bsawy... bsawyer84

If you actually think about it, your idea of "natural" birth is actually unnatural. We as a society have evolved beyond animals in this regard so it's only natural to take advantage of what society has to offer. If that giraffe could understand the concept of pain meds she would probably jump on them so fast! And yes, she is in pain.

Phils... PhilsBabyMama

Very cool!  I definitely trust in my body and in birth. I had an out of hospital, natural birth with my son.  Will do the same with future babies.

CoolR... CoolRelax

I keep hearing this buzz phrase that "women just don't trust their bodies".  Well ok, I'm sure that's the case for some.  But for some of us it's not a matter of trust - I trust my body just fine.  I know for a fact that - epi or no epi - I was gonna birth some twins, lol.  I had one IUGR and one LGA and I knew in my gut that I would make it past 34 weeks (my docs were a little nervous but they were hopeful) and I would deliver my girls vaginally. And I would  have an epidural.  Because I wanted one. The only thing I didn't count on was that my girls would decide to come into the world the day before we planned on getting married, lol.

sunny... sunnybunny5us

I learned a lot about giving birth by watching dogs and cats. It helped me a lot.

tyrel... tyrelsmom

I've watched numerous animals give birth. I think they've got the right idea.

nonmember avatar Cynthia

Animals definitely have the right ideas when it comes to birth! I believe pain is a relative thing and every one feels it differently so I can't say my births were less painful than someone else's, I just may experience the pain differently. I think being up and walking and moving as most animals do, and allowing the "instant" bond of mom being the first to contact baby makes a huge difference also. I do not believe "natural" birth is unnatural as someone has suggested just because we're an evolved society. The human body was created and designed to do this job of growing and delivering and nurturing a baby without interventions, and it might not be a bad idea to go back to more of this as a society.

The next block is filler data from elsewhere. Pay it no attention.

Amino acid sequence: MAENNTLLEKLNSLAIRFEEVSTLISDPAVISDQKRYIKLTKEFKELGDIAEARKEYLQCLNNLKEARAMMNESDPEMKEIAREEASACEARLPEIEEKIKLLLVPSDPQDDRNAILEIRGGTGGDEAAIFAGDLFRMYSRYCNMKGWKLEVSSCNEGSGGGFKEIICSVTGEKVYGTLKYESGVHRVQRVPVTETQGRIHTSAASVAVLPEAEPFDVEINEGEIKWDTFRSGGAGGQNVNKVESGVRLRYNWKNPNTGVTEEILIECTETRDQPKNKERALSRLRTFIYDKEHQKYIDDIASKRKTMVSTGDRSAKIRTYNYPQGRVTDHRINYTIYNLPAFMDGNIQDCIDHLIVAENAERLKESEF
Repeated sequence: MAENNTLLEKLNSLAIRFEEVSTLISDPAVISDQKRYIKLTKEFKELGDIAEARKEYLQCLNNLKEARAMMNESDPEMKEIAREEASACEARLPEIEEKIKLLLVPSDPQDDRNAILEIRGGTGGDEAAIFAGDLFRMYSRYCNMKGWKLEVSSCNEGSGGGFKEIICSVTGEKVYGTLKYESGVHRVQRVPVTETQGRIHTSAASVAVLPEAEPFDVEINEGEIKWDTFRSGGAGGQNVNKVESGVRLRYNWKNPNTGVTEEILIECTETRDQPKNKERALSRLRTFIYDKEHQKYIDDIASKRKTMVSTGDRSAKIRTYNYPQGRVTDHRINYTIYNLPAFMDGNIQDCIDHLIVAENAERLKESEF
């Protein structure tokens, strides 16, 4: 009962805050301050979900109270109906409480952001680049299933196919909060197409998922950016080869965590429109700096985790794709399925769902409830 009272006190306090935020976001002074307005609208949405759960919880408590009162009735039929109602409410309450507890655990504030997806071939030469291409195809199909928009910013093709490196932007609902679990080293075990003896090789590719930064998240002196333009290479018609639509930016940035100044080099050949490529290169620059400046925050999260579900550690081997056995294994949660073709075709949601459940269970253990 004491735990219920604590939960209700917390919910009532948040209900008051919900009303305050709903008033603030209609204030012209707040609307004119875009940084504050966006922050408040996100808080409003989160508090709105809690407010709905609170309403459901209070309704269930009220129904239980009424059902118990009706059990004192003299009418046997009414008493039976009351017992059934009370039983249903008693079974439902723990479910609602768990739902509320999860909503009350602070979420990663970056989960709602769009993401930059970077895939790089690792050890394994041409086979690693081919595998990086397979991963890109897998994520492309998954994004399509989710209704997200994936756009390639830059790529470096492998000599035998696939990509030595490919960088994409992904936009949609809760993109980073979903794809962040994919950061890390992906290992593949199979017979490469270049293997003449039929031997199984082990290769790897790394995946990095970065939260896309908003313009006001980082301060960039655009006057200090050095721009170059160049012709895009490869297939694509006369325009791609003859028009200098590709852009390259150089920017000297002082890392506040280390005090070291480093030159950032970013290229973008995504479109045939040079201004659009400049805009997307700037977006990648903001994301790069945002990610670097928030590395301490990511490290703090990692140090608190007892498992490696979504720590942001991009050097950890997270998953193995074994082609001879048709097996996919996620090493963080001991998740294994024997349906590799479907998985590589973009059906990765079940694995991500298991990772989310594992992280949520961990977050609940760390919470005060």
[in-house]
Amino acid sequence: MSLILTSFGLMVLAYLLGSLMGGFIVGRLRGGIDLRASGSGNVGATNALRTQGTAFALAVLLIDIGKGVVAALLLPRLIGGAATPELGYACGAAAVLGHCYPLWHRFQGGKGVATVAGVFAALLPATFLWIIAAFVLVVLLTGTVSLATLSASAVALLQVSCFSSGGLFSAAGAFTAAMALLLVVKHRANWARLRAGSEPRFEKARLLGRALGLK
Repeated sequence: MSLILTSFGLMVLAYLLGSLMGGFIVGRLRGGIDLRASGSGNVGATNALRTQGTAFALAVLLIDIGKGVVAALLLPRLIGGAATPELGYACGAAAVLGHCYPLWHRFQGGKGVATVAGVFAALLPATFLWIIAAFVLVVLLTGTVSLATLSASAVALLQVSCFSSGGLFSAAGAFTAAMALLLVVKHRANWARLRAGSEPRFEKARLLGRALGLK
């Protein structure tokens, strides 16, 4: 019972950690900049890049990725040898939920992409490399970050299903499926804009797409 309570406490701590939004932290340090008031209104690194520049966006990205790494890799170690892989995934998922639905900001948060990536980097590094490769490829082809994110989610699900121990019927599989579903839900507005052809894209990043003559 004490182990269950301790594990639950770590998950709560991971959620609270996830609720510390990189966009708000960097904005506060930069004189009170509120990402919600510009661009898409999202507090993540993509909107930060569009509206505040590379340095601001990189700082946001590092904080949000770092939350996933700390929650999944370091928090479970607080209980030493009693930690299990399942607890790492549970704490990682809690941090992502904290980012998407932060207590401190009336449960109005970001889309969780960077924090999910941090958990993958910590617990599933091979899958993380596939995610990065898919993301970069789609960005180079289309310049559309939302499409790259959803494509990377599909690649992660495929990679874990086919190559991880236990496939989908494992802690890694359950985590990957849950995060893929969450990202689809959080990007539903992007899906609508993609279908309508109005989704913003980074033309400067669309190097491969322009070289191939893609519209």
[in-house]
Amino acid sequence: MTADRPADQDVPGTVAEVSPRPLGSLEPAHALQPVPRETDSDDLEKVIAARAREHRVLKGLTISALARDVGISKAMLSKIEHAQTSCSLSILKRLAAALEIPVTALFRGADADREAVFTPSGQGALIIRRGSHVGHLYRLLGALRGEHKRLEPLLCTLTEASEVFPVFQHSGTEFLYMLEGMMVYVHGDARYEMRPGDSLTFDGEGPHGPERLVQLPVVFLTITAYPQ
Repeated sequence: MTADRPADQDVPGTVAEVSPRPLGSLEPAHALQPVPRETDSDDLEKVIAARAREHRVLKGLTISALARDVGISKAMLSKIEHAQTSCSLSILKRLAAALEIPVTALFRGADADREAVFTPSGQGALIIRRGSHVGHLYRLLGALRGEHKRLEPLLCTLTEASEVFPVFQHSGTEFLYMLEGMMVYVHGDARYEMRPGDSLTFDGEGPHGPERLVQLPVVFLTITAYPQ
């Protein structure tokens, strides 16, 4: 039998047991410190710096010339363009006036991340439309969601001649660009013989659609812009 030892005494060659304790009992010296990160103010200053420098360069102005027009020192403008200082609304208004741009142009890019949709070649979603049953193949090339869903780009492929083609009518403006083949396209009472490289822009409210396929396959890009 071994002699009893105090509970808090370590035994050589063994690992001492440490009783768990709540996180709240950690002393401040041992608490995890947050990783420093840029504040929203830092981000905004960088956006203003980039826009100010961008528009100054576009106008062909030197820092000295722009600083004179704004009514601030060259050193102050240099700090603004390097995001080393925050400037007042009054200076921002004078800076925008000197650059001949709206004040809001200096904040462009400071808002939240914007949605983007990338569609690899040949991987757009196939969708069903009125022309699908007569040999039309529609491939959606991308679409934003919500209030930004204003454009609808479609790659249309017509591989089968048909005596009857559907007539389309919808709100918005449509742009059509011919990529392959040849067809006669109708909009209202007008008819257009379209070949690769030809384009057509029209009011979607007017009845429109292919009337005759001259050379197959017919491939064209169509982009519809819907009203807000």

Jasmine Harmon

@bsawyer84- If you REALLY think about it, your idea of a "natural" birth, is completely unnatural. Before humanity evolved into what we are today, they didnt have pain meds, or doctors. ALL the women in the old days gave home births. Women would spent hours, even days or weeks in labor with out anything to take the pain away. THAT is a natural birth.

RanaA... RanaAurora

I totally think people need to look a lot more into the way that birth is done WITHOUT hospitals (and not just with humans) to realize how unnatural we've made birth. And not just meds, but EVERYTHING, like you said -- not making the mom comfortable, etc. Cats hide somewhere safe to birth and their labor can STALL if they feel threatened -- is it shocking that scared moms in hospitals "stall" in labor? Not so much. Your body is designed to not birth with a predator there, which is gauged by mom's stress.

There is a lot to be learned if you look at how it's done without everything we THINK is necessary now.

lan050 lan050

The video "The Business of Being Born" is all about this, and very eye opening! I'm pregnant with my first, but the video definitely made me look at birth in a whole new light. I would highly recommend it!
I watched it here: http://www.sockshare.com/file/CC92PQ0EX9W8K40#